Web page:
Walls not only support the upper structure of your home, but they can also define the space with a sense of style. Glass blocks are one of the easiest materials to work with to really set your area apart.
Glass block is easy to work with, but it does take a lot of preparation before construction. Use a sheet of graph paper to lay out your glass block wall plan. Make careful measurements on the plan. You will need this when you go to purchase the materials. Glass blocks come in a number of sizes and shapes, so the decorative wall is really only limited by your imagination. Curved walls are especially popular, and simple to build.
Glass blocks come in two standard sizes, 6x6 and 8x8 inches. Typically, they are 3½ inches wide.
There are a number of designs that are imprinted on the block during the casting process, from simple to very complex. In most cases, a simple glass wall will look the best, letting in the most light without getting too cluttered.
You need to know how many regular blocks you will need, as well as how many of the edging blocks. Edging blocks have at least one outer rim that is curved. The standard blocks are meant to be supported on all four sides, so they are not finished on the rim. There are also blocks made to go on the corners, with two curved edges.
A special white mortar is used to adhere the blocks together. You can purchase this at the same store that the glass block is sold at. Do not use any other type of mortar.
If this is your first time installing a glass block wall, you may want to use spacers made especially for the size of block you've chosen. These will help you keep your mortar lines between the block even.
The horizontal mortar joints will need to be reinforced with stainless steel cribbing wire, this is also made to fit in between the blocks easily. A vertical stabilizing strap is used to attach the glass blocks to a wall, if necessary.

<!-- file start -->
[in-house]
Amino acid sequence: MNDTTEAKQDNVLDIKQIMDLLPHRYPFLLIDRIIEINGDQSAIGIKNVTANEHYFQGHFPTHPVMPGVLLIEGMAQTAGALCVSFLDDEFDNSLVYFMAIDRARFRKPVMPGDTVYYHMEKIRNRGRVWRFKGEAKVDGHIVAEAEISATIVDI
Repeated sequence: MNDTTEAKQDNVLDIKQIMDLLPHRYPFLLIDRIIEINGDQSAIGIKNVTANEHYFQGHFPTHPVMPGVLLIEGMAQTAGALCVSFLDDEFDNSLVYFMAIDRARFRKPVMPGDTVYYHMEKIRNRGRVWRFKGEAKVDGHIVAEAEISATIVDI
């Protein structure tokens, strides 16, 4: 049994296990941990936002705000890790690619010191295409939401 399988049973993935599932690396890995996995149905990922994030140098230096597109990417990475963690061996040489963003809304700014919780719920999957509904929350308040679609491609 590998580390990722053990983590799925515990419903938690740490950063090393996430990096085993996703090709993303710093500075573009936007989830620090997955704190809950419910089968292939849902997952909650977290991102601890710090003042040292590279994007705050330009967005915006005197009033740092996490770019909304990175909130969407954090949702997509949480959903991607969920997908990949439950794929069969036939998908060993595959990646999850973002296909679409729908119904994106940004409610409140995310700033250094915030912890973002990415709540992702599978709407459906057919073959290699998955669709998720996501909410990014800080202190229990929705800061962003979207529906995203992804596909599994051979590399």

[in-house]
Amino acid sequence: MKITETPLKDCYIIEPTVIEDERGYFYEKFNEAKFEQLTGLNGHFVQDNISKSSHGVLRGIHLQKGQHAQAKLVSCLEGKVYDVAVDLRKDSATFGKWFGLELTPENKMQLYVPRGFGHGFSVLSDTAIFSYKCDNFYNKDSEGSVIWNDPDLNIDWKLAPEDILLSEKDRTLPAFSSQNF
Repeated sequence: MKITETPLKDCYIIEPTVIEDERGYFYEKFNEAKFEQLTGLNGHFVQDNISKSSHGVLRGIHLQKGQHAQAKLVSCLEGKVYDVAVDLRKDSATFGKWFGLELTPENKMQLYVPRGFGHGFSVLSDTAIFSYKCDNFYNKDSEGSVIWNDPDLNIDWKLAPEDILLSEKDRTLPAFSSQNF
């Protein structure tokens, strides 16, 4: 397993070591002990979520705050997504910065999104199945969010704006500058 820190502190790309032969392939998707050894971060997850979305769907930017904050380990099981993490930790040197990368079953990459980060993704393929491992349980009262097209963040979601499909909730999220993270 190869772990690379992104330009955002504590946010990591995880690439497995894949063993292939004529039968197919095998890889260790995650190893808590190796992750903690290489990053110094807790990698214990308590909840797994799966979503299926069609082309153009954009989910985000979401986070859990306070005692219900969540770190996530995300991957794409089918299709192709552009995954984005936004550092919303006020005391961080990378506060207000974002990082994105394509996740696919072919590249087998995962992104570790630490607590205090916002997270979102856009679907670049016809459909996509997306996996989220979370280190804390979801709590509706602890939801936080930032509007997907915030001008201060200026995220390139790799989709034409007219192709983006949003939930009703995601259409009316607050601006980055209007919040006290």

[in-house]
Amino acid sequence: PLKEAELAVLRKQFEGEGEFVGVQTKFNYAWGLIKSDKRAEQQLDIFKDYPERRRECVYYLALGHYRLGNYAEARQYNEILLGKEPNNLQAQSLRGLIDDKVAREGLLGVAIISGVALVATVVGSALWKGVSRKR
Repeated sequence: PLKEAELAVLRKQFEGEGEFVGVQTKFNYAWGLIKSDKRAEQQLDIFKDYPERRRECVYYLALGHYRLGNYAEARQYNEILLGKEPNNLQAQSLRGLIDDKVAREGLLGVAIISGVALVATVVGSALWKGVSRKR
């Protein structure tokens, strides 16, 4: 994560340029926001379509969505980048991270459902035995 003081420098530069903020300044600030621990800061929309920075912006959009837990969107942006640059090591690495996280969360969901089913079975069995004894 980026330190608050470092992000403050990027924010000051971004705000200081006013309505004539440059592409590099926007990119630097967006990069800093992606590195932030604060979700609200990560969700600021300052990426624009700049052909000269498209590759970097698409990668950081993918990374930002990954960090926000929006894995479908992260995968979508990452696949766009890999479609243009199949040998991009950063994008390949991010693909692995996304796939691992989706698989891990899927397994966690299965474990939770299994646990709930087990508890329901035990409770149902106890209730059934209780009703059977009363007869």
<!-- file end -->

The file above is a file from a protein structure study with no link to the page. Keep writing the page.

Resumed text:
Two clean plastic pails are required: one for water, and one to mix the mortar in. A small pore sponge will be needed to clean off the mortar residue during construction. A level and a small triangular brick trowel will also be needed.
It is easy to install glass block, as long as you are going over a flat and level surface. Mark off the area with masking tape on each side, this will keep the wall even as you lay each course.
The first course is embedded in mortar, about ½ inch thick. Use a small triangular block trowel to "butter" the sides of the block as you set each one in place. The mortar should squeeze out from the joints as you gently tap each one into place. Only use a wooden hammer or block to set the glass block.
Lay a path of mortar on top of the first course, and then set the stainless steel cribbing, which looks like a small ladder, into it. More mortar is now applied with the trowel, and the next course set on top. Be sure to check the level of each course as you go.
Clean off the excess mortar with a sponge, soaked in a clean bucket of clear water. Do not put any pressure on the wall for at least 24 hours.